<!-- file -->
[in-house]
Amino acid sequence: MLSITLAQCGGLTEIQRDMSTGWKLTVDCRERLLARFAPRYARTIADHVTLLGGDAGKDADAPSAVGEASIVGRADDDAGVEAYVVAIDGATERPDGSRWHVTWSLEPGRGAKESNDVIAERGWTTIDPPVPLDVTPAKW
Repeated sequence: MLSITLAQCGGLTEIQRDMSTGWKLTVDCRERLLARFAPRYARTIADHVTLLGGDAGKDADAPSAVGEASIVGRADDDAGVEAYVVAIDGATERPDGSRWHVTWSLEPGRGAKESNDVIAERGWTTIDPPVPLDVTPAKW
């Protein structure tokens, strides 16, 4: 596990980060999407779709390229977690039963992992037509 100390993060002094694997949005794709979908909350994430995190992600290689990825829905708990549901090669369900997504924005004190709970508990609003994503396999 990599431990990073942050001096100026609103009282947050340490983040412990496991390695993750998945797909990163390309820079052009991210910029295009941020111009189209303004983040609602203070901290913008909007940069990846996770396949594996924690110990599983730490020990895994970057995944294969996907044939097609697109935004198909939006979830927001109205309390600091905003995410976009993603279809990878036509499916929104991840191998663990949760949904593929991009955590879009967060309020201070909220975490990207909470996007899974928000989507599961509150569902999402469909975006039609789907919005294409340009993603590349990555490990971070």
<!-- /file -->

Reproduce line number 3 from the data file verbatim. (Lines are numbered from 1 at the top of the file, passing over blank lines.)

Repeated sequence: MLSITLAQCGGLTEIQRDMSTGWKLTVDCRERLLARFAPRYARTIADHVTLLGGDAGKDADAPSAVGEASIVGRADDDAGVEAYVVAIDGATERPDGSRWHVTWSLEPGRGAKESNDVIAERGWTTIDPPVPLDVTPAKW